Anyway, the week started off slowly. Most of the planned shoots have been done for the immediate short term and most of the staff at BIG was busying themselves for the next spate of shoots next week. On top of that, Ruriko was off for a few days with her aunt and her cousin Chakko to the dubiously named Jigoku Onsen (Hell Hot Spring) over by Mt. Aso.

I had little to do but study Kanji and read Pynchon. I just got up to the part where Tyrone Slothrop pied a racist US army major from a hot air balloon when R’s dad called me up to go hang out. When I arrived at his office, there was a guy with a punch perm and lots of gold jewelry, sucking on a toothpick seated on the couch. I forgot his name but apparently he was the event coordinator for a traveling comedy show that Mr. Sumi was promoting for Kumamoto. When we were introduced he almost immediately asked me where my ancestors were from. When I responded, “England and Scotland mostly.”

He said, “Good. Like Bush.” When we went out to eat yakitori together, he talked about the wonders of his hometown Osaka, how he would never visit America because there are too many guns, and how the Chinese were always dishonest. He asked me what I thought of Bush, I said that he was an idiot and only interested in helping the rich (which, by the way, is not a particularly controversial opinion in Japan) he seemed vaguely disappointed. When I refused to agree with him that the Hispanics were mucking up America, he seemed more disappointed. Then, as we were all getting chummy, he mentioned that he would never let his daughter marry a foreigner. Later, Mr. Sumi and I parted ways with Mr. Punchperm guy and obliquely ridiculed the guy at a bar with only six seats and wall full of expensive bourbon. As I think about that night, I sort of think that Mr. Sumi intentionally invited me along that night to rile up Mr. Punchperm, who he spent three long nights wining and dining and listening to his racist platitudes.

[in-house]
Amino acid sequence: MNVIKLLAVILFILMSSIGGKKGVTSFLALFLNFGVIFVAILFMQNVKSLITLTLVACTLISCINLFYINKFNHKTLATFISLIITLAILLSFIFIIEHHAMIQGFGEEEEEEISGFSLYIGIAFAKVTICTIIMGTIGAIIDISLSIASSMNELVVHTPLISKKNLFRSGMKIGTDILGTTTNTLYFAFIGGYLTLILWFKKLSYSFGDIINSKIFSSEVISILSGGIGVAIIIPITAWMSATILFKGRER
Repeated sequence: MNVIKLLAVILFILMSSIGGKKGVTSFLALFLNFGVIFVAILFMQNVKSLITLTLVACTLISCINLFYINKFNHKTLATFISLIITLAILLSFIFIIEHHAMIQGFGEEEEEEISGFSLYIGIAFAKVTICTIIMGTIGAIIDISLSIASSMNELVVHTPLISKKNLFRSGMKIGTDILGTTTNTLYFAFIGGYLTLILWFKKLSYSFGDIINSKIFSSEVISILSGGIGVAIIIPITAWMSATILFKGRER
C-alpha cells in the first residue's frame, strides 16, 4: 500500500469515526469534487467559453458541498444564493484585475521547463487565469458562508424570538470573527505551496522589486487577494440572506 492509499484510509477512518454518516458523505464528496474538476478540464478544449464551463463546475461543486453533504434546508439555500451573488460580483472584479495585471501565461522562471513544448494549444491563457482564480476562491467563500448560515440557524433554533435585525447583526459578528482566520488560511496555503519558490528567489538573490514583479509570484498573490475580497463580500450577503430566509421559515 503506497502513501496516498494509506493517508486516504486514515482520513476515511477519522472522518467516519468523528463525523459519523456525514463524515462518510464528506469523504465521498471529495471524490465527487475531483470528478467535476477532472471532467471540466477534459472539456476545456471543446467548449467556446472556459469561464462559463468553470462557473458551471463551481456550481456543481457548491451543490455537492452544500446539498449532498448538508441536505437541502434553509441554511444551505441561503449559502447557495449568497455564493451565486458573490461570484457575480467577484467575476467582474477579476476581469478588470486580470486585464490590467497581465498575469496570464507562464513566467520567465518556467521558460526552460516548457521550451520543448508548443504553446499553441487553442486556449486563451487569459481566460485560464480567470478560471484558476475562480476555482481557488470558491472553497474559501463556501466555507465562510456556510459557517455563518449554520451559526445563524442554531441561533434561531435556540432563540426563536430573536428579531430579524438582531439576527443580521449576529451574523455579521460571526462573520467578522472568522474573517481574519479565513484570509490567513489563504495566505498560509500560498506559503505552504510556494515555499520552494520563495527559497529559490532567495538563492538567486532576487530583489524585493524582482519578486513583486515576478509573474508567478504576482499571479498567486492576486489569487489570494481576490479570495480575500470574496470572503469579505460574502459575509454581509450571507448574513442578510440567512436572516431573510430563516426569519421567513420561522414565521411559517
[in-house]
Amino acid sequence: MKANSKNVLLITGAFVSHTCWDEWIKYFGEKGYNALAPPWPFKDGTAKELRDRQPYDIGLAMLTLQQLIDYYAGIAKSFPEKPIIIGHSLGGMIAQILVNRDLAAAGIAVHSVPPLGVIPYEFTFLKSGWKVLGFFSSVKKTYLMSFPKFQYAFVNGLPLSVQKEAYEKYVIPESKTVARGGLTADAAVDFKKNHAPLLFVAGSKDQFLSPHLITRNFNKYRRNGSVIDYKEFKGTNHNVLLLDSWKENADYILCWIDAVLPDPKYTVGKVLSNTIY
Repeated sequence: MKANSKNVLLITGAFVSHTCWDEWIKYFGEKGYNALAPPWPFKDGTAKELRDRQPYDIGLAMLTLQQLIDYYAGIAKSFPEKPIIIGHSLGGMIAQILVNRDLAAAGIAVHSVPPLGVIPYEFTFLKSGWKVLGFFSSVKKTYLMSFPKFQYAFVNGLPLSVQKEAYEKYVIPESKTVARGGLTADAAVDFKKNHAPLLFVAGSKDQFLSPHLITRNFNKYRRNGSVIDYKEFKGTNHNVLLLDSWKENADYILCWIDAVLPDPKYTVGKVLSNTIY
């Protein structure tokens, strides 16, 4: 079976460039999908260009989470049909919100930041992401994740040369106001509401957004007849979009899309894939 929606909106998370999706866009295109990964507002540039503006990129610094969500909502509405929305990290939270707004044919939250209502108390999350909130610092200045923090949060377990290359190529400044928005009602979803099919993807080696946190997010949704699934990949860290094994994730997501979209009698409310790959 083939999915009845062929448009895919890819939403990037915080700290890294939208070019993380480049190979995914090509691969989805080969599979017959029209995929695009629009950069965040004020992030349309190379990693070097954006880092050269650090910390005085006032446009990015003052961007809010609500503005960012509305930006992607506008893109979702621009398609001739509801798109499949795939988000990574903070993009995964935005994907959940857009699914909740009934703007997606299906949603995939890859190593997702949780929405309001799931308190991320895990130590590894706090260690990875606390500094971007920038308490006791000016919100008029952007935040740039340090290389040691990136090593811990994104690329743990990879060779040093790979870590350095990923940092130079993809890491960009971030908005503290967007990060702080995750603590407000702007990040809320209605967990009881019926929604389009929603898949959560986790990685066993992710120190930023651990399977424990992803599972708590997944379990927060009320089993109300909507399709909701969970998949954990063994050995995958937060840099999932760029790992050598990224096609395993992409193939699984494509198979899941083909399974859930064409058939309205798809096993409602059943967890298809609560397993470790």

On Wednesday after a fair amount of prodding, Horita-san let me take a crack at editing that Gambaru Zo ad that I shot last week. Aside from Horita, there are two other BIG directors I deal with regularly. One is Miyazaki-san, who is really sharp. When he mentioned that his favorite author was Abe Kobo and that he was looking to read some American books, I recommended Pynchon’s The Crying of Lot 49. He immediately bought it and then lent me the first volume from his favorite comic book series 20th Century Boys. I’ve read about half of it and in spite of the fact that’s it’s peppered with Tokyo slang I’m finding it really addictive.